The Kid Inside of You
When was the last time you played soccer in the rain or baked a cake and made face masks from the icing? When was the last time you skateboarded down a steep hill or cycled against traffic? When was the last time you had a slumber party -just you and your friends watching movies, eating everything in sight (with no fear of the grand total calorie count)?
Why do we stop being kids? Well because as we grow older our responsibilities multiply and we seem to have less and less time for ourselves and we forget just how much fun, fun is.
Then something happens and we get a taste of the innocence and simplicity of being young and just doing what you want to do and saying what you want to say. Do you want to feel younger? Hang out with a 4 yr old - a niece, nephew, son, daughter and just listen to what comes out of their mouth.
When my nephews were 2 and 4 respectively, the older one said to the younger one - "You're stupid, you have ca ca (ca ca, kaka, have no idea how to spell it) in your head."
I thought that was brilliant. It was sort of like saying "You're full of shit" just on a different level.
My younger nephew learned how to swear early on. My mother who is a professor and holds many degrees - curses like there ain't no tomorrow. She took care of my nephews often and is a great grandmother but she says the "F" word many times a day.
My dad is a former sports writer and broadcaster and he always talks about hockey and often finds a game on the TV no matter what the season.
My husband owned a big green truck when we met (don't ask?!)My nephew use to stare out the window from his baby swing at that truck like it was a superhero. He would ask me "Where's the green tuck?" (the r is missing on purpose).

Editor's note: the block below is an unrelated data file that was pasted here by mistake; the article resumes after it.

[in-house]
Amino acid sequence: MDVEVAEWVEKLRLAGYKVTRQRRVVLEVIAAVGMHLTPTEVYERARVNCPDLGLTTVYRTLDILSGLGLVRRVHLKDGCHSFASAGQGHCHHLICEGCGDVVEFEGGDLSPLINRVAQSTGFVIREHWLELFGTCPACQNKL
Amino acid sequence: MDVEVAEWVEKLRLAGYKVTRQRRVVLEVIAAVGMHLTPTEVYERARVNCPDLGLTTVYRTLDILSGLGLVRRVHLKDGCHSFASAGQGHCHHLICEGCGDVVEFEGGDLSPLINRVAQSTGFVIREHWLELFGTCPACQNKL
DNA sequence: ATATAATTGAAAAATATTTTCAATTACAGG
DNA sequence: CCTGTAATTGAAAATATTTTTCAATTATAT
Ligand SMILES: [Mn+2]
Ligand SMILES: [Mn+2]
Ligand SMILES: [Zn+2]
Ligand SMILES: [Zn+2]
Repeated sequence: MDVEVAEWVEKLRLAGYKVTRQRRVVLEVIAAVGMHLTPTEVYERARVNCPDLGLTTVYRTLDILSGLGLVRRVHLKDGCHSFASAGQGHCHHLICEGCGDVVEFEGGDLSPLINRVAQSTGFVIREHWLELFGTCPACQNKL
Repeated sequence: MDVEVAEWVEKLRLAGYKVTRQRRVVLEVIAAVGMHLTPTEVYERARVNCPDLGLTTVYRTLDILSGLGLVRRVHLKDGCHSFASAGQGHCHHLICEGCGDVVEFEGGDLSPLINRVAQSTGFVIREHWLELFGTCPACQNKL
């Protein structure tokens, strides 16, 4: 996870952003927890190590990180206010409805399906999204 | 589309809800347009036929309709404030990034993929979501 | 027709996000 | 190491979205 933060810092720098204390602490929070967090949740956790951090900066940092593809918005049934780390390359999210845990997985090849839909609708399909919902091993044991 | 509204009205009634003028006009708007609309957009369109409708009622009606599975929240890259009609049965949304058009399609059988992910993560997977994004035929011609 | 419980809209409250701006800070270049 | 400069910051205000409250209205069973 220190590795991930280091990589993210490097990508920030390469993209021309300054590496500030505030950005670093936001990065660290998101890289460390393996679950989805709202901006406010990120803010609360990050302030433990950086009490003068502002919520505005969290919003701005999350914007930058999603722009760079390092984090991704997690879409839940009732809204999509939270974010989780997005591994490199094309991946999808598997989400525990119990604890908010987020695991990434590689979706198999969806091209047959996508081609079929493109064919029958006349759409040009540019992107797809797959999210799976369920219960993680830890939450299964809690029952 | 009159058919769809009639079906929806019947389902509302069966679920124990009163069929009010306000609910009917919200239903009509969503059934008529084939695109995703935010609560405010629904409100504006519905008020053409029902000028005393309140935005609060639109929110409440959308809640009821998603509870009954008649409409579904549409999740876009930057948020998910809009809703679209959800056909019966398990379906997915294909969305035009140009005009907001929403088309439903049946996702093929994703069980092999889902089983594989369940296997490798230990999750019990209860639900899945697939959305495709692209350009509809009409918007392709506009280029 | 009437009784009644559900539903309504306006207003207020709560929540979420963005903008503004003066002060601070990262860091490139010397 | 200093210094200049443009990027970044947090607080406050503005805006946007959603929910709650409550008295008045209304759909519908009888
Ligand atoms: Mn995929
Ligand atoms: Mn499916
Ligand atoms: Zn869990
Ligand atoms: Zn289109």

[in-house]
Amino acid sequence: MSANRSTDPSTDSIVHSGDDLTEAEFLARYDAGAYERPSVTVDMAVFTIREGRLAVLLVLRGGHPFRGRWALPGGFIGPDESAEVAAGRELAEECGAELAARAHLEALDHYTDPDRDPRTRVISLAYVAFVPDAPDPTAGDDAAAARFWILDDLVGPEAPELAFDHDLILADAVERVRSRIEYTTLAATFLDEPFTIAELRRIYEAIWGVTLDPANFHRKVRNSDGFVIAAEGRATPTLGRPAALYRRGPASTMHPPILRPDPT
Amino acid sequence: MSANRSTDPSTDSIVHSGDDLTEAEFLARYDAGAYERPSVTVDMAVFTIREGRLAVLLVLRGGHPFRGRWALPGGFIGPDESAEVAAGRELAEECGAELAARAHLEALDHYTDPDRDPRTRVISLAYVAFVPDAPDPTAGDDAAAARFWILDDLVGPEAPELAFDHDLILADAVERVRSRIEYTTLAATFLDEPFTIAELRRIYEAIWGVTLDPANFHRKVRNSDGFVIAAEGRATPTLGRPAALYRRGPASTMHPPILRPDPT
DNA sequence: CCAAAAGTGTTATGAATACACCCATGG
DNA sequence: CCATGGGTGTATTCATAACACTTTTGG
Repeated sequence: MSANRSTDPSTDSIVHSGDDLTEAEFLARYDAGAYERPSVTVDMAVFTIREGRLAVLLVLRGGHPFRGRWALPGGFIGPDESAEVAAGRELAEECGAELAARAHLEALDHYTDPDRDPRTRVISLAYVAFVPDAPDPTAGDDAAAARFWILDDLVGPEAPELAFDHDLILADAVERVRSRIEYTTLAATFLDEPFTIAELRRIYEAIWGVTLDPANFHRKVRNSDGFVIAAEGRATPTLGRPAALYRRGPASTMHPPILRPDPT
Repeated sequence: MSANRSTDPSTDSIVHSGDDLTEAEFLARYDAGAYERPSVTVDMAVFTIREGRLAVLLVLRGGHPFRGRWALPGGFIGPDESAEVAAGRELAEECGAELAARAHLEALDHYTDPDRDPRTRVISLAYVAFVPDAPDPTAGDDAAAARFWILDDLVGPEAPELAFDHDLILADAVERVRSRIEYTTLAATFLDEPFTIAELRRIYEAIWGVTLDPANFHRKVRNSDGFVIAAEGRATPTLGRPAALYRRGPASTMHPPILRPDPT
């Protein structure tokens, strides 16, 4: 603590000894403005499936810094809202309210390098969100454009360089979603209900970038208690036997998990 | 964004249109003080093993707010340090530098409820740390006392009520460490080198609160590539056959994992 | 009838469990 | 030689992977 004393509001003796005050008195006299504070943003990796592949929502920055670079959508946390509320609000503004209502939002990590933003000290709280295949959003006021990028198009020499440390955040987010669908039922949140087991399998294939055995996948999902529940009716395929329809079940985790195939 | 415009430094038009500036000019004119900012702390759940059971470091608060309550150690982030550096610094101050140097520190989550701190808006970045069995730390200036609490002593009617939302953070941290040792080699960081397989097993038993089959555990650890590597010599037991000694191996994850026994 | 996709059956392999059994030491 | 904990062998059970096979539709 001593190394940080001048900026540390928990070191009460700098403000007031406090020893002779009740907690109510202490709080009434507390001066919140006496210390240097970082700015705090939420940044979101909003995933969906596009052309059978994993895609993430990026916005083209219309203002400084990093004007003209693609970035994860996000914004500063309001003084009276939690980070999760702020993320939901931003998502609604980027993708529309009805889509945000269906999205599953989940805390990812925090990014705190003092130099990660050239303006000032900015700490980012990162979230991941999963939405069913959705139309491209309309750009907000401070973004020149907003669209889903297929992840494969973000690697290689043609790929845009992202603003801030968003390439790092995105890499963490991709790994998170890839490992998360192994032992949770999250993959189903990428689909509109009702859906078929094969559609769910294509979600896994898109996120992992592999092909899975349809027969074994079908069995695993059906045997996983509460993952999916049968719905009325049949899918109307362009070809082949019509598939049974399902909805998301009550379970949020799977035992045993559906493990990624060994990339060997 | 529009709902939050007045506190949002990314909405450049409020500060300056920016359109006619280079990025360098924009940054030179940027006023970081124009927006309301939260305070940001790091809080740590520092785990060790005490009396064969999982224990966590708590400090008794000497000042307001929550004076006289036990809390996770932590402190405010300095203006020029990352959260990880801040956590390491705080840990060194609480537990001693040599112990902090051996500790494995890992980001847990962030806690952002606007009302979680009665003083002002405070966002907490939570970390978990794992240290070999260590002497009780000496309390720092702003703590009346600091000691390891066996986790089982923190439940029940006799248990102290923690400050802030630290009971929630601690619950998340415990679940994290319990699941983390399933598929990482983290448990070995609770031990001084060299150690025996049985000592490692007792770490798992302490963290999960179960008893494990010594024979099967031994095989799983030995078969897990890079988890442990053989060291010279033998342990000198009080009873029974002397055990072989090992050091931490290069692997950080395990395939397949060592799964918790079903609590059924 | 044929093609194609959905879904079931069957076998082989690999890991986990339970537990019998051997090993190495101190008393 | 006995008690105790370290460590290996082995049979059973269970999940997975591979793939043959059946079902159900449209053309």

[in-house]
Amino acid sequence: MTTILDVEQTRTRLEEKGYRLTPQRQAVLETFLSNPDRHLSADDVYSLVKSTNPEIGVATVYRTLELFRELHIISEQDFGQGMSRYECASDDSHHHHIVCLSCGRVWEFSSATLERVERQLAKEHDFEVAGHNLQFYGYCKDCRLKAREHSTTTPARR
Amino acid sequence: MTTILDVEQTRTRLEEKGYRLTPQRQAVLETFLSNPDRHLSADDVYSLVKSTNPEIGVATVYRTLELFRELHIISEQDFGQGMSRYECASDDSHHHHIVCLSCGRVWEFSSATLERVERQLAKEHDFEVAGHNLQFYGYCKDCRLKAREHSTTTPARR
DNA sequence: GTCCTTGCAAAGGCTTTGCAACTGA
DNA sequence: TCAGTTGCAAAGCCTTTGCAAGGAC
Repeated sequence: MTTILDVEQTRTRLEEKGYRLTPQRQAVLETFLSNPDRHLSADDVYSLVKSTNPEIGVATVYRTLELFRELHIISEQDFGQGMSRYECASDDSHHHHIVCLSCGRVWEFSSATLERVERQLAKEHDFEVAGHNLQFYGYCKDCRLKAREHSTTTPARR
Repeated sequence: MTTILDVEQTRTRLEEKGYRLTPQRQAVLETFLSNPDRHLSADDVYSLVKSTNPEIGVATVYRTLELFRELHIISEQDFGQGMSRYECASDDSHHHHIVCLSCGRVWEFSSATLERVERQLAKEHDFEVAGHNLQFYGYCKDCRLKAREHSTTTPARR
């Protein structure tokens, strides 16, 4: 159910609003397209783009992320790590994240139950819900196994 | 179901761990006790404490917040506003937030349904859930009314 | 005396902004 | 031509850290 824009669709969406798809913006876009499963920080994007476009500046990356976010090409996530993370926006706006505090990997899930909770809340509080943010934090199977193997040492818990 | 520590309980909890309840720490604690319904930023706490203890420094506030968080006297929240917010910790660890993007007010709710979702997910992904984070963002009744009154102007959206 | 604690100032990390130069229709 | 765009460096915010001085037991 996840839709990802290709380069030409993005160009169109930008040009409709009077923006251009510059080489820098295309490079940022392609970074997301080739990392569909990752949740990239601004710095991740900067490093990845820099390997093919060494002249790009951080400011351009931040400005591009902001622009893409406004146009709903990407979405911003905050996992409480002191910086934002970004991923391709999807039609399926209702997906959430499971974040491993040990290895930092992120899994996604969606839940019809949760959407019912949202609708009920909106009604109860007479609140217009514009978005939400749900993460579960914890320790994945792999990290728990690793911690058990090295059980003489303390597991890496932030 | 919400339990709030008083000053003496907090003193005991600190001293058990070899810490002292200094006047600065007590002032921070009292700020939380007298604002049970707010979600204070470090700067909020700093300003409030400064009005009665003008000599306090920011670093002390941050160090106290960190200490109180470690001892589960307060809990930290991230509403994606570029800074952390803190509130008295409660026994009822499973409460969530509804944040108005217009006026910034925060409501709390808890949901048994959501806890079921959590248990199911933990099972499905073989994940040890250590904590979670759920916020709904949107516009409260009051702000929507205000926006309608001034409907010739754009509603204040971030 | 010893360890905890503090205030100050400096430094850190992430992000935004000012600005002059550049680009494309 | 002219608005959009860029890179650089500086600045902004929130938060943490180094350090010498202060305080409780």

Okay so the first quasi sentence out of his mouth went like this...
"Hockey, Tuck, Fuck You"
He often said this aloud at family functions, on public transport and to his daycare teachers.
The great thing about this (there were many not great things about it) was that he just said what he was thinking. When my sister-in-law asked my mother to please stop swearing in front of the boys, my mother composed herself and apologized (and as soon as my sister-in-law left - my mother said "Ahh she is over reacting, I don't Fucken swear that much").
When I was a kid, making plans with friends just meant I got on my bike (which was usually just thrown on the lawn in front and never stolen) and rode it over to whomever's house was the closest. If they weren't already outside (usually were)I'd ring the doorbell and ask them to come to the park with me. On the way we'd pick up a few more friends and then we'd spend the afternoon - all afternoon - hanging out in the park doing everything and yet nothing. We'd run from here to there - get on the swing set and push each other as hard and high as possible. Then we'd climb that thing that was for climbing (with the ropes and iron bars all mangled together and no sand underneath to catch our fall)and that would become boring so we would climb a tree and then end the day by sitting in a tunnel (the kind we use to crawl through) talking about stuff - I say stuff because I'm not sure we really spoke about anything. What served as our reality then would never repeat itself in our entire remaining lives.
Now if I want to make plans with a friend, I have to let them know at least 5 days advance and they have to make sure they can get a "pass" meaning their husband has agreed to watch the kids and maybe even feed them dinner (that's actually a double pass).
Plans are often cancelled because one of the kids is sick or my friend is sick or someone thinks they are going to be sick and frankly that all makes me quite sick. When we do manage to meet up, we are all exhausted and often frustrated by work or by our partners or our kids or our neighbours or our neighbours neighbour and after about an hour we just want to go home.